Monday, June 05, 2006

Feldstein on Gasoline

My Harvard colleague Martin Feldstein is clever. In today's Wall Street Journal, he is too clever by half.

Marty proposes that the government set up a system of "tradeable gasoline rights" to reduce gasoline consumption. Here is how he describes it:

In a system of tradeable gasoline rights, the government would give each adult a TGR debit card. The gasoline pumps at service stations that now read credit cards and debit cards would be modified to read these new TGR debit cards as well. Buying a gallon of gasoline would require using up one tradeable gasoline right as well as paying money.

The government would decide how many gallons of gasoline should be consumed per year and would give out that total number of TGRs....

A key feature of these gasoline rights is that they are tradeable. Individuals with more TGRs than they need could sell the excess, while those who want to use more gallons than their allocation would have to buy extra TGRs. The gasoline companies could act as clearing houses for these trades, using their gasoline pumps to sell TGRs in the same way that they sell gasoline or to buy TGRs in exchange for the cash needed to purchase gasoline. Other institutions like banks could also trade TGRs for cash.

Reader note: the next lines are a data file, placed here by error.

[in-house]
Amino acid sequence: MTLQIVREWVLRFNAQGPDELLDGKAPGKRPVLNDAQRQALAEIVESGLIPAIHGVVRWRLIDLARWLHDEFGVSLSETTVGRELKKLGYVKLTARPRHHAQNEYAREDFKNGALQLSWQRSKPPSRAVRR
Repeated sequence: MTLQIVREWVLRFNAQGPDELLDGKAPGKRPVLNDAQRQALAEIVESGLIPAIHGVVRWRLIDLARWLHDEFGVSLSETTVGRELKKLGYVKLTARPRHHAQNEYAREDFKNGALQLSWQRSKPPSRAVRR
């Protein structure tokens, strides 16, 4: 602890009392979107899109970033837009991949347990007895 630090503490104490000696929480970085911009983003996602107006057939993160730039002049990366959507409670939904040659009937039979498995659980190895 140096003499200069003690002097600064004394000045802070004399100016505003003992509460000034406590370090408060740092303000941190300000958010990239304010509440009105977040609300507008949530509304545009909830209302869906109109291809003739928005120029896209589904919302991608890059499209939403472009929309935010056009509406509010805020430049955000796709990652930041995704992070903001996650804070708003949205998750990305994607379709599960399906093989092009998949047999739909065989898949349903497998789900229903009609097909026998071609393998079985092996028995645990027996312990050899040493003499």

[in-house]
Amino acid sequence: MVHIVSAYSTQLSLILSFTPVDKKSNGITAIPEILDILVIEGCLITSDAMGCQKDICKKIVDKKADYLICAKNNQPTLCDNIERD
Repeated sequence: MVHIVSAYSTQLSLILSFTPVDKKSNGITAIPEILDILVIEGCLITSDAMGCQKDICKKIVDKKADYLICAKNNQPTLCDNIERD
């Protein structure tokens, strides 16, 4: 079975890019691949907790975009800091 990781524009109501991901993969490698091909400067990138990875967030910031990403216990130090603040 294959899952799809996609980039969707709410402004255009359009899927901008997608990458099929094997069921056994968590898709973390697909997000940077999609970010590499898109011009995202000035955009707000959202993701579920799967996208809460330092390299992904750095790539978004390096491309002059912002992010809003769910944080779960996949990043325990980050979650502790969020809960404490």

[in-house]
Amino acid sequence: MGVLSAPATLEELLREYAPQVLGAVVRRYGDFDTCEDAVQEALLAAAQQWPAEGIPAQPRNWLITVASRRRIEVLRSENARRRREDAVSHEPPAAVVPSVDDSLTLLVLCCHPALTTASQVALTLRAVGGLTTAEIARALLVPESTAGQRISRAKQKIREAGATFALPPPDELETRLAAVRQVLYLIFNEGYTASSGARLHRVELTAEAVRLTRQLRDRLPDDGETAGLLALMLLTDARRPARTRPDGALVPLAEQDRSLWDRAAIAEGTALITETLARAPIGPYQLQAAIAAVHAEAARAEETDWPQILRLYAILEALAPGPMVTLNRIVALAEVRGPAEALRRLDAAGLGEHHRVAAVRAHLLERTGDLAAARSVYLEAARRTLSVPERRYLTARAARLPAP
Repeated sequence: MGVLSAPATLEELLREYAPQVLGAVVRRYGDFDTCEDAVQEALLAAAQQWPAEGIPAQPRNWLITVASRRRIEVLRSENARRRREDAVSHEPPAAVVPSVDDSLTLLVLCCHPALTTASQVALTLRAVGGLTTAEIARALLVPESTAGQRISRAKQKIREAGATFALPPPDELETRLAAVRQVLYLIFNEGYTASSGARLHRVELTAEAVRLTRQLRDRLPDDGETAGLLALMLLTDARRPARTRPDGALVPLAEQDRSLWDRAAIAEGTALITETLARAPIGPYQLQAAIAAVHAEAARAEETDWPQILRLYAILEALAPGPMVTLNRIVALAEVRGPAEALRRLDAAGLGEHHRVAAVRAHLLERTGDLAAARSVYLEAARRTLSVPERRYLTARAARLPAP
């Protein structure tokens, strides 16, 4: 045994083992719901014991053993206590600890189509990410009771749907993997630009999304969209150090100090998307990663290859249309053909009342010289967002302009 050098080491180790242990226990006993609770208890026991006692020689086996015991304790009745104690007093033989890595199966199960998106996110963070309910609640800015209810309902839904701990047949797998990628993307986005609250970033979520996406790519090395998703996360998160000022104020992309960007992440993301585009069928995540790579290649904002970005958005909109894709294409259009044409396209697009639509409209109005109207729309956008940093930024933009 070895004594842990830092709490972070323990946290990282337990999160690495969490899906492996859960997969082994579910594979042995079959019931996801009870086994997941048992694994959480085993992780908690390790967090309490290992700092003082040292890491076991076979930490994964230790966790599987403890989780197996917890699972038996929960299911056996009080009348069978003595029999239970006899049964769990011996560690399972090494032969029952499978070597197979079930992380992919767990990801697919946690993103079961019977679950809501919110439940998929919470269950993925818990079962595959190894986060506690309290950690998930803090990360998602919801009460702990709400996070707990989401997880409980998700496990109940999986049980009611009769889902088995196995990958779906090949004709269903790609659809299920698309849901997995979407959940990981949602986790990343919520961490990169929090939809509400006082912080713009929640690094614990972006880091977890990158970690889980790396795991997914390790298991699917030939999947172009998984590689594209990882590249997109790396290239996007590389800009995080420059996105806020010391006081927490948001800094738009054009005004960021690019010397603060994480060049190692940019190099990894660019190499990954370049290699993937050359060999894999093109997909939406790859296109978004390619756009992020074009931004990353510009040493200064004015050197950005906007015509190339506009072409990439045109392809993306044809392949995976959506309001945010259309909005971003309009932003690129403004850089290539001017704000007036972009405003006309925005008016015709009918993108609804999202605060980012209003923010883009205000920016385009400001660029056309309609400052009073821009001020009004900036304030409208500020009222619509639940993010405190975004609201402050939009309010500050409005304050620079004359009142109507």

As I am sure Marty would agree, this system is functionally equivalent to an increase in the gasoline tax, with the tax revenue rebated lump-sum to the public. I have said many times that I like the idea of higher gasoline taxes, but Marty's scheme leaves me cold. Do we need to create a new administrative bureaucracy because politicians are afraid to use the word tax? I hope not.